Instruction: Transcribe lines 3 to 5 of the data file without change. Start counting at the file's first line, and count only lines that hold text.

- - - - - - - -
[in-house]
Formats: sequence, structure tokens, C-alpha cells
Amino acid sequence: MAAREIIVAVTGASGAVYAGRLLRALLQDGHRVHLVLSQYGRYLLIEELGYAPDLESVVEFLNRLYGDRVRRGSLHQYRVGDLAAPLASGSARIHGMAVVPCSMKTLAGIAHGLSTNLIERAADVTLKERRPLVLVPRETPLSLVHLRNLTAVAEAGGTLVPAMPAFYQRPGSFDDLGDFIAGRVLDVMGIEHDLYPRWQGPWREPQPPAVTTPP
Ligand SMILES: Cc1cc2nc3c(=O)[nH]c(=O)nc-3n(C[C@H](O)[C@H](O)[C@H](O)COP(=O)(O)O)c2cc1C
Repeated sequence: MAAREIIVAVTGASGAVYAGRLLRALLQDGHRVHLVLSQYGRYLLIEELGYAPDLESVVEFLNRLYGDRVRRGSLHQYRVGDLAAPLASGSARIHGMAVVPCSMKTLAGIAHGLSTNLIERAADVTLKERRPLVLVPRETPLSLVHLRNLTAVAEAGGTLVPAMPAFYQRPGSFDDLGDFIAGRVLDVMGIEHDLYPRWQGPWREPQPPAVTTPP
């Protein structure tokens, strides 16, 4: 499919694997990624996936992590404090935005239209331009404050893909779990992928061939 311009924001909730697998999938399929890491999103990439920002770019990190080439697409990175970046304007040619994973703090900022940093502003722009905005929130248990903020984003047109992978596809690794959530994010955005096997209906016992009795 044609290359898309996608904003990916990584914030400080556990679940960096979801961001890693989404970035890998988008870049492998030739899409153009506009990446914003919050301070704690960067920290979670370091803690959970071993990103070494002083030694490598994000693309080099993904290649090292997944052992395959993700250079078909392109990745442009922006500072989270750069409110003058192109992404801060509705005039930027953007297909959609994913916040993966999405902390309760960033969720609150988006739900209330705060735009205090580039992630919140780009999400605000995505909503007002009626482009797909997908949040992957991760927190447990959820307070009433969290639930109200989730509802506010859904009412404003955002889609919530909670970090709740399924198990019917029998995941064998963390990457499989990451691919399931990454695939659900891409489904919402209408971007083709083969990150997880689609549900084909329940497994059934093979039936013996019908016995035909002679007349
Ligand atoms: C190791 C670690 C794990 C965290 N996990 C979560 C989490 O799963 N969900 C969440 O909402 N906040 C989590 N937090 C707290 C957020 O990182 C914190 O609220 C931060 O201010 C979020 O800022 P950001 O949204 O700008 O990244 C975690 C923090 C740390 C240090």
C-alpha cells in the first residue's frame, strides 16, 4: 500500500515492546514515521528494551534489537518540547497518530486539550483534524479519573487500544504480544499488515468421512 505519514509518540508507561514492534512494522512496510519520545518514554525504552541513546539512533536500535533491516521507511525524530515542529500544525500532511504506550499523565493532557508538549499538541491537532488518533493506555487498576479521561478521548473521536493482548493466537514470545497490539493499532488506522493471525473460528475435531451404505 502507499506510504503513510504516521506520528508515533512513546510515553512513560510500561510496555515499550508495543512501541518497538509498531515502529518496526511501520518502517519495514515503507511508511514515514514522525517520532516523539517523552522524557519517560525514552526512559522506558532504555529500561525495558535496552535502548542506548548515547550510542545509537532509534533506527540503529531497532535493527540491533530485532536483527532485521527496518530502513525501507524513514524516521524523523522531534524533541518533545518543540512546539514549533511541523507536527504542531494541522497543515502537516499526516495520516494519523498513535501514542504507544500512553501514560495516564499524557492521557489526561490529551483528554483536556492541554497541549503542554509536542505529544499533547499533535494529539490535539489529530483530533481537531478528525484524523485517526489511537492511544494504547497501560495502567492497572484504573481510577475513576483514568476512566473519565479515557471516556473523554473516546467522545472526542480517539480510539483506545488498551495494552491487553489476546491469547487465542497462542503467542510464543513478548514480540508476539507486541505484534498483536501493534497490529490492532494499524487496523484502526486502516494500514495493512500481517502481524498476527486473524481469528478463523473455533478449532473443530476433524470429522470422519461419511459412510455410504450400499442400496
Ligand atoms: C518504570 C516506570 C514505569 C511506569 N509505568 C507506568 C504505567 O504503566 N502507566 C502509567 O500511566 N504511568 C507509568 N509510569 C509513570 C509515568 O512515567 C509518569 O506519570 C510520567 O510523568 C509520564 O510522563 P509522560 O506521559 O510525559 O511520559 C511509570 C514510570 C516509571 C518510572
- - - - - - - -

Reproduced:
Amino acid sequence: MAAREIIVAVTGASGAVYAGRLLRALLQDGHRVHLVLSQYGRYLLIEELGYAPDLESVVEFLNRLYGDRVRRGSLHQYRVGDLAAPLASGSARIHGMAVVPCSMKTLAGIAHGLSTNLIERAADVTLKERRPLVLVPRETPLSLVHLRNLTAVAEAGGTLVPAMPAFYQRPGSFDDLGDFIAGRVLDVMGIEHDLYPRWQGPWREPQPPAVTTPP
Ligand SMILES: Cc1cc2nc3c(=O)[nH]c(=O)nc-3n(C[C@H](O)[C@H](O)[C@H](O)COP(=O)(O)O)c2cc1C
Repeated sequence: MAAREIIVAVTGASGAVYAGRLLRALLQDGHRVHLVLSQYGRYLLIEELGYAPDLESVVEFLNRLYGDRVRRGSLHQYRVGDLAAPLASGSARIHGMAVVPCSMKTLAGIAHGLSTNLIERAADVTLKERRPLVLVPRETPLSLVHLRNLTAVAEAGGTLVPAMPAFYQRPGSFDDLGDFIAGRVLDVMGIEHDLYPRWQGPWREPQPPAVTTPP